At one time, there was a Queen-in-Training whose journey to Queenhood was far more treacherous than that of our current crop of princesses. Thanks to our guest author, geogirl, for this post describing the day Elizabeth I began her reign. This is the third of three parts, “On This Day”, “The Events of the Day”, and “Finery”.
None of Queen Elizabeth I’s coronation finery survives (except her gloves), but the painting in the previous post and reproduction below give an idea of the sumptuous nature of her apparel. The most controversial element of the ceremony was the Coronation Mass and it is uncertain if Elizabeth actually participated in this part of the service. She herself told the French ambassador in 1571 that ‘she had been crowned and anointed according to the ceremonies of the Catholic church, and by Catholic bishops without, however, attending mass’.
It is thought that Elizabeth wore Anne Boleyn’s crown (based on the below sketch).
Just before she was crowned, the bishop put the coronation ring on the fourth finger of her right hand and “symbolically wedded her to her people.” This single piece of jewelry embodied her entire relationship with her kingdom. It represented her dedication to her people and her people’s loyalty to her. In looking at the coronation picture, it is clear she has a ring on the fourth finger of her left hand but none on her right. She wore it until her death in 1603 when it was removed and sent to James l/James Vl who succeedd her. The ring pictured on the left is part of HM Elizabeth ll’s collection and is the Stuart succession ring dating back to 1660 or earlier. This ring is ruby, diamonds, gold and silver. The ring on the right is the more recent coronation ring, and belongs to Queen Elizabeth II.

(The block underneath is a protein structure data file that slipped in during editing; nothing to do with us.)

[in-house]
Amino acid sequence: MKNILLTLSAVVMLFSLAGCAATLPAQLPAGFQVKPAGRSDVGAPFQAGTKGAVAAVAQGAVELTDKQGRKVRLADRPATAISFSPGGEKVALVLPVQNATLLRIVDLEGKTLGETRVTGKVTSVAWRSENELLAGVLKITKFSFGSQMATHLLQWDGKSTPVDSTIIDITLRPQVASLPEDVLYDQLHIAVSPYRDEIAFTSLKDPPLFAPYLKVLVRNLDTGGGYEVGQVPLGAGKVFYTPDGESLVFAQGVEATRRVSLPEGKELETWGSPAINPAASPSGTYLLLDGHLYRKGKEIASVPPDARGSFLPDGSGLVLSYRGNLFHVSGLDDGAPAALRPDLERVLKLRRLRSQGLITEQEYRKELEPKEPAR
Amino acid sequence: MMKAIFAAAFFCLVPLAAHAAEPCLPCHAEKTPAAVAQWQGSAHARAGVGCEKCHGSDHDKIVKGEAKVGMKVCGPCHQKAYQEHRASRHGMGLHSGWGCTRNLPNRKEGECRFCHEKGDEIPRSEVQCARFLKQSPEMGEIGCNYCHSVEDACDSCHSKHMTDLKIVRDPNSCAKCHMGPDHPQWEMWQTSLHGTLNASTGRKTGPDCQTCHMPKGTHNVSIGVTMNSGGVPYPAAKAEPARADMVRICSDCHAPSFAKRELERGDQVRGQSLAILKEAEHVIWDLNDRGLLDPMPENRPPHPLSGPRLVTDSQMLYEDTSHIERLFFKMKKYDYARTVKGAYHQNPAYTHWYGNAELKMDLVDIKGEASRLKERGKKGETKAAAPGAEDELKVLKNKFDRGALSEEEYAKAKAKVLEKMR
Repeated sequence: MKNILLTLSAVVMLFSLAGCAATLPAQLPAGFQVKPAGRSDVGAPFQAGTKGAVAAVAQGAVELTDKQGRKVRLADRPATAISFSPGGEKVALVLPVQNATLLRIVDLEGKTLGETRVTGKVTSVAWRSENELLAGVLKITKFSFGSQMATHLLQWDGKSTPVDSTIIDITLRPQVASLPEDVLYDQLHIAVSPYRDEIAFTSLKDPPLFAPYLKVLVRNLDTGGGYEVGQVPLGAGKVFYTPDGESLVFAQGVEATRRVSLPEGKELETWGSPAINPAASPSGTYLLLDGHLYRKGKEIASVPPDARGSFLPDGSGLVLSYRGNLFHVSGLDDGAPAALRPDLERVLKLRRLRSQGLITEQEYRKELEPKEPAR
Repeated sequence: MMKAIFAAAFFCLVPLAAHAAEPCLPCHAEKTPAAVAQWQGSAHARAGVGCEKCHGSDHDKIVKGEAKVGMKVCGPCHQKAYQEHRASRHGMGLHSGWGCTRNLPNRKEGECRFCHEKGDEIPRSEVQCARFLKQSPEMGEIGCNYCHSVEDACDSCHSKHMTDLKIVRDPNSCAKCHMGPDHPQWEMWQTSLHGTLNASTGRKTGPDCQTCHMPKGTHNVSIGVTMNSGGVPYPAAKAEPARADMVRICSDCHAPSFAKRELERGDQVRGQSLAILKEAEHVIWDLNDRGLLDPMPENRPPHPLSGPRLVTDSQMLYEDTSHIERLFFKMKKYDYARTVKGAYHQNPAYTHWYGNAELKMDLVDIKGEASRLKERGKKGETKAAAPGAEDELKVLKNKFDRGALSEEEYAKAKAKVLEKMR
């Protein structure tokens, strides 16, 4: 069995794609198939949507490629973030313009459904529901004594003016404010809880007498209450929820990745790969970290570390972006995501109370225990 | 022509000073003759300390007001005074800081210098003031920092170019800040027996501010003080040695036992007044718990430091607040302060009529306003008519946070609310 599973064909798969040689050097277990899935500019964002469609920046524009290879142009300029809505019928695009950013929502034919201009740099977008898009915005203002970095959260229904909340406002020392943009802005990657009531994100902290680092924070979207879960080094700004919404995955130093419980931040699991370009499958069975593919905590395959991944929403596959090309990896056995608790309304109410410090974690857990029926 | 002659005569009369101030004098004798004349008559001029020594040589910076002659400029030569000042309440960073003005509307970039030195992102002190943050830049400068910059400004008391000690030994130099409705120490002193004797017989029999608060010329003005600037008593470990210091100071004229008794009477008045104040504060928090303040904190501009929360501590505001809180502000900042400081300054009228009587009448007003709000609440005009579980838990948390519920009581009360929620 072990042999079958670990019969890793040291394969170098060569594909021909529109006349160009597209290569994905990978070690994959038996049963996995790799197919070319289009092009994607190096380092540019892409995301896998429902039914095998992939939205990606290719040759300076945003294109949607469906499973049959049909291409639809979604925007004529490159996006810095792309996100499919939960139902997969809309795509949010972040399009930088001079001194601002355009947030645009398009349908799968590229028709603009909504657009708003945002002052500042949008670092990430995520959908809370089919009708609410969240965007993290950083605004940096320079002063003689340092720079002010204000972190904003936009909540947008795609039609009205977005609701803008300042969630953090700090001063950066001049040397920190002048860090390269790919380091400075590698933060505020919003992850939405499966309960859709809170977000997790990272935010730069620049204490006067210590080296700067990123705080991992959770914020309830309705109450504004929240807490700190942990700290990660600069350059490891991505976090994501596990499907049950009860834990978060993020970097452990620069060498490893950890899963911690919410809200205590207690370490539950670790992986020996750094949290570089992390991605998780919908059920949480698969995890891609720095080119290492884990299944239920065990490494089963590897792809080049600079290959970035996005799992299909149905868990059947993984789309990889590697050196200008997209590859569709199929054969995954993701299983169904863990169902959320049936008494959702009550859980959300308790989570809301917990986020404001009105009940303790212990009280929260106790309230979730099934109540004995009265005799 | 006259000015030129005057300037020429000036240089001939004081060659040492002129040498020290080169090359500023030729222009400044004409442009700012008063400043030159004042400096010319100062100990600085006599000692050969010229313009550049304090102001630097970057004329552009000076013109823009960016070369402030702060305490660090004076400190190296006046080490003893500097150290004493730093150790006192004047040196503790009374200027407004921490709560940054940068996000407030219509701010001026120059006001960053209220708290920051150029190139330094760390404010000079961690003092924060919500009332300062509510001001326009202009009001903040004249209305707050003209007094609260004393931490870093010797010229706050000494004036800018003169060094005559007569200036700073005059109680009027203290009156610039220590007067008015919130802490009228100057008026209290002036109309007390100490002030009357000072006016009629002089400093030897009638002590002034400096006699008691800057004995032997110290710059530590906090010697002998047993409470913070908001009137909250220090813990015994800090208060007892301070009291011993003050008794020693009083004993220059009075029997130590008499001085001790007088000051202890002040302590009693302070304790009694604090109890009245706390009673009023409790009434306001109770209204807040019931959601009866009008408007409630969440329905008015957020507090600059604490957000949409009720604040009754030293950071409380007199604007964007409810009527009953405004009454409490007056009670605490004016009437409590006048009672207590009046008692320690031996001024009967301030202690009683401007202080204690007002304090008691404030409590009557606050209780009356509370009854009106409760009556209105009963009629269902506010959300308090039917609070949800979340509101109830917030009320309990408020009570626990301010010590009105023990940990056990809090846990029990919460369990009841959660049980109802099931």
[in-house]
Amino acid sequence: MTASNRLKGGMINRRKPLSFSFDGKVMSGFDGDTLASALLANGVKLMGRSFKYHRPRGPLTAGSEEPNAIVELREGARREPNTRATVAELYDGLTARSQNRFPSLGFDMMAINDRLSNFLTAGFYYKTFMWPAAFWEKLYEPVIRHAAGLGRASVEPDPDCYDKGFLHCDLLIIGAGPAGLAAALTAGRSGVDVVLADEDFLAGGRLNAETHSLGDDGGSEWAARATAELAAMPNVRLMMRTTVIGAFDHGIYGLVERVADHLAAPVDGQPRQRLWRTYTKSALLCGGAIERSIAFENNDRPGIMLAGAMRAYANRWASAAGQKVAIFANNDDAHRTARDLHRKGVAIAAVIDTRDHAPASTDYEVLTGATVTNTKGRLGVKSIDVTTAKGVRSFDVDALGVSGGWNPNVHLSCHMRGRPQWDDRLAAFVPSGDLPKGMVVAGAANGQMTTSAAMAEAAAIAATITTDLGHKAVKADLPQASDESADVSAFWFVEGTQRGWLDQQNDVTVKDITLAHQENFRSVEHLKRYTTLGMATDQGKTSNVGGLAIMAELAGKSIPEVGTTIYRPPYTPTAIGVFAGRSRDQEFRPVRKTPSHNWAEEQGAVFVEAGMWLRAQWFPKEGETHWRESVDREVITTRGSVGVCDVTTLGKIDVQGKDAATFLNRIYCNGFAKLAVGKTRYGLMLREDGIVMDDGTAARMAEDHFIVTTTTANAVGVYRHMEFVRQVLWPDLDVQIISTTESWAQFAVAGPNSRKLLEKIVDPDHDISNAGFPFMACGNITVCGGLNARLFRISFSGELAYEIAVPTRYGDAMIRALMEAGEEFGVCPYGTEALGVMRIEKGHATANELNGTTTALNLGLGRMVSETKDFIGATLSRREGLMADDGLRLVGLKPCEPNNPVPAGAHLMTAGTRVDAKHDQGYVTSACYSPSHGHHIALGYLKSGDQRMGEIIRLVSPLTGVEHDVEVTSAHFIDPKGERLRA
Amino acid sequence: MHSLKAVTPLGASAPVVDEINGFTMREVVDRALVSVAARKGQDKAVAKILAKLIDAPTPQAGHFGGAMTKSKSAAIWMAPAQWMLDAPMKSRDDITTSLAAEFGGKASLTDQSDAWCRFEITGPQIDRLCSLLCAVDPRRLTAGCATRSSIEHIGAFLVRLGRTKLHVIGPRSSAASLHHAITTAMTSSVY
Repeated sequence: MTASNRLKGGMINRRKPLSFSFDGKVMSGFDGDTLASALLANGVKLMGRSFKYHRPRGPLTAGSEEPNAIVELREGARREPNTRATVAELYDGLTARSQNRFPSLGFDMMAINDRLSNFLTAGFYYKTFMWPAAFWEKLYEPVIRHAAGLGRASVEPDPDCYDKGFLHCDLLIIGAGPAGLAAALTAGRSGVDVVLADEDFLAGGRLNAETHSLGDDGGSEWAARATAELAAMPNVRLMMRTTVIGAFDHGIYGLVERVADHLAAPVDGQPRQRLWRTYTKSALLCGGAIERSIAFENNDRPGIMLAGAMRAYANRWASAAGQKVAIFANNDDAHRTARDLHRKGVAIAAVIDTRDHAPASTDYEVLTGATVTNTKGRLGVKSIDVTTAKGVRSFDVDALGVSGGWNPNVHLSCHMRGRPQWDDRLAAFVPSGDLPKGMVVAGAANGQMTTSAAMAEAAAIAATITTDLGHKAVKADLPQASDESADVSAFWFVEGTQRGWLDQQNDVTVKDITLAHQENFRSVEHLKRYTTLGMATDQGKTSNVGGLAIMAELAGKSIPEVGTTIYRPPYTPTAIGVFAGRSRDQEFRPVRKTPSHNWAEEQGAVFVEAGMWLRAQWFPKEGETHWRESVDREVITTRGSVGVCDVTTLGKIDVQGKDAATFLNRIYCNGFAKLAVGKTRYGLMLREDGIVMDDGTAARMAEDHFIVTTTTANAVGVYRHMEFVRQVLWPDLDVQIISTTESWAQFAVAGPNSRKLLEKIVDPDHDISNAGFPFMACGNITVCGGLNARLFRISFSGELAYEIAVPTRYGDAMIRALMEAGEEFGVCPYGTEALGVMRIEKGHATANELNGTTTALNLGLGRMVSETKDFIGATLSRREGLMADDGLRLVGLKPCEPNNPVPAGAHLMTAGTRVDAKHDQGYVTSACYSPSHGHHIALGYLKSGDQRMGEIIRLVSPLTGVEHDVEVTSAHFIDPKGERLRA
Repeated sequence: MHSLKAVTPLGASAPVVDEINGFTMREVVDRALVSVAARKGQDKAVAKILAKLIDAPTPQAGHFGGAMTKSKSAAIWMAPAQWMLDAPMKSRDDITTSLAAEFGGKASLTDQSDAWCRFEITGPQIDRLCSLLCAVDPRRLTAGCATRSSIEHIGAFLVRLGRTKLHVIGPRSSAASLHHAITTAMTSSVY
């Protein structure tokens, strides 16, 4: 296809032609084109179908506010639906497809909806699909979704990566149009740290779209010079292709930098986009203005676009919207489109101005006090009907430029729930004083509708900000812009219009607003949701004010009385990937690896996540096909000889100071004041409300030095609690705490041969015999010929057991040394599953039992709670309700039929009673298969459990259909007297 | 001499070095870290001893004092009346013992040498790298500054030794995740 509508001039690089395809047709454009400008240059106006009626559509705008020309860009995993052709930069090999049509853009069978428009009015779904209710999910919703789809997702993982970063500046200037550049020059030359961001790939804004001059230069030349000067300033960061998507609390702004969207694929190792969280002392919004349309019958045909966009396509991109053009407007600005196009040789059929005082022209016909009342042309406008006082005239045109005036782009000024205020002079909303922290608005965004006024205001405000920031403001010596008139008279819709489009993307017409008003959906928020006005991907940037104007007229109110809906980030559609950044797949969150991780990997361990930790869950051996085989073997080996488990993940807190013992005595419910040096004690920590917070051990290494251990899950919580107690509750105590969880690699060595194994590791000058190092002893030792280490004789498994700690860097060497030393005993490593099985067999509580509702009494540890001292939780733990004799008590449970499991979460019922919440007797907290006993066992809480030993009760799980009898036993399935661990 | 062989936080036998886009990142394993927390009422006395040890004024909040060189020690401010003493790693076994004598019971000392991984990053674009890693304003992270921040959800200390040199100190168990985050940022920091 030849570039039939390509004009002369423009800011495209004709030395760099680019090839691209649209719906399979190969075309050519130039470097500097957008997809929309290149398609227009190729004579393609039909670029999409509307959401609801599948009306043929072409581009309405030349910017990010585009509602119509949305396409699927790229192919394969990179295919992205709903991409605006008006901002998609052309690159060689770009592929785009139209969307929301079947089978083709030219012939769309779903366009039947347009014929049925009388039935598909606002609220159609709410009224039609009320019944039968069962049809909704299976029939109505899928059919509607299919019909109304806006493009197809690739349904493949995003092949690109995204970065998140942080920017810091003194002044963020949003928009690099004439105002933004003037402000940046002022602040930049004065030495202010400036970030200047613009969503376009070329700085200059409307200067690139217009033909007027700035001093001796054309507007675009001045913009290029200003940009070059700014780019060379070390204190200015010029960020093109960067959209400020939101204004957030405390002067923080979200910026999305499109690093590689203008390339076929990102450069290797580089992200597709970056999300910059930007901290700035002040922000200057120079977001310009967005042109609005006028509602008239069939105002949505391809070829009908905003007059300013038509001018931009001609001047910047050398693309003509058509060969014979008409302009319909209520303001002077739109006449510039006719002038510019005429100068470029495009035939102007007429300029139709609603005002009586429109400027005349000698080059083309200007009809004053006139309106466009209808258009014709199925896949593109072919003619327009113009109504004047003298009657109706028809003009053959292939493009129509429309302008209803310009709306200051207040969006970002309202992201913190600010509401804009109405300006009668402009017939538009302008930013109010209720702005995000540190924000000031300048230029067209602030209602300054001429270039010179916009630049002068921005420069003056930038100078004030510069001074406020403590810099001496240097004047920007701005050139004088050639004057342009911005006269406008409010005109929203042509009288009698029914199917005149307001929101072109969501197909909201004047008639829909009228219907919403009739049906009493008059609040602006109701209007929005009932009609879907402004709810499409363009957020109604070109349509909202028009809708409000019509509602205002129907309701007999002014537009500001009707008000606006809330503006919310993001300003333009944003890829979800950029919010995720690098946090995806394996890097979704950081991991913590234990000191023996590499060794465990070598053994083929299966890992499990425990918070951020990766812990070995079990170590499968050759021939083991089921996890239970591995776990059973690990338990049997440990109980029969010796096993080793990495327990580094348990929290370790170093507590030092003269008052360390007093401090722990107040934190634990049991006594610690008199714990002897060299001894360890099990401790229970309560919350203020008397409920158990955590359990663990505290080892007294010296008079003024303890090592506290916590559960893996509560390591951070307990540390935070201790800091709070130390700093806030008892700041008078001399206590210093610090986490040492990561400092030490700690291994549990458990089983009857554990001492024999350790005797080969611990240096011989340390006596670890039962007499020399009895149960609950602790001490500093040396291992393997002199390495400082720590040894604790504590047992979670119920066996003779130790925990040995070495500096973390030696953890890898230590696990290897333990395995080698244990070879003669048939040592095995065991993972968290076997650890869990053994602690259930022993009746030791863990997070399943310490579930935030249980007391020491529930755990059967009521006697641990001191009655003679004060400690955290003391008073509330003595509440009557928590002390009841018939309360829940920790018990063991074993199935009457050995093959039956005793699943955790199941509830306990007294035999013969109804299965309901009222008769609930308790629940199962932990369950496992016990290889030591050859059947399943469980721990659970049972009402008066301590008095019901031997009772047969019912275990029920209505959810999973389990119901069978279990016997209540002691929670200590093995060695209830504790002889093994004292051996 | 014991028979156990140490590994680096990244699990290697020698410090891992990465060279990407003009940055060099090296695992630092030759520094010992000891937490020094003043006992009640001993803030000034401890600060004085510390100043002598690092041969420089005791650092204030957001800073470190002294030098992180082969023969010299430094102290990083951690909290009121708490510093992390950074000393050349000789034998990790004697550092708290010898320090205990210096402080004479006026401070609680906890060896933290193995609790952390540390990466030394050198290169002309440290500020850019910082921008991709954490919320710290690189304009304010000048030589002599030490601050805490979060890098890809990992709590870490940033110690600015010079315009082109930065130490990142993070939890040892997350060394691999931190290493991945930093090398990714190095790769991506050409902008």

· She also wore gauntlet gloves which were hand-sewn from white alum-tawed suede leather, with a cuff decorated with silver thread, pearls and sequins. It also features silk satin inserts in a stylised design showing an orb, flowers and leaves These royal artefacts belong to Dents, a firm which has been manufacturing handmade gloves since 1777 and were exhibited at Selfridges in May 4 2012.
When she entered, her train was borne by her cousin on the Tudor side, Margaret Douglas, Countess of Lennox, to whose issue the crown was to descend, for she was mother of Darnley, grandmother of James I, who inherited from Elizabeth 1. When they passed into Westminster Abbey, people scrabbled for the blue cloth they had walked on, as soon as the Queen had gone by – the custom, apparently, at coronations.
Interesting information on Elizabeth’s jewelry, symbolism, color, storage and reuse in here: Dressed to the Nines: Queen Elizabeth I and the Power of Her Clothing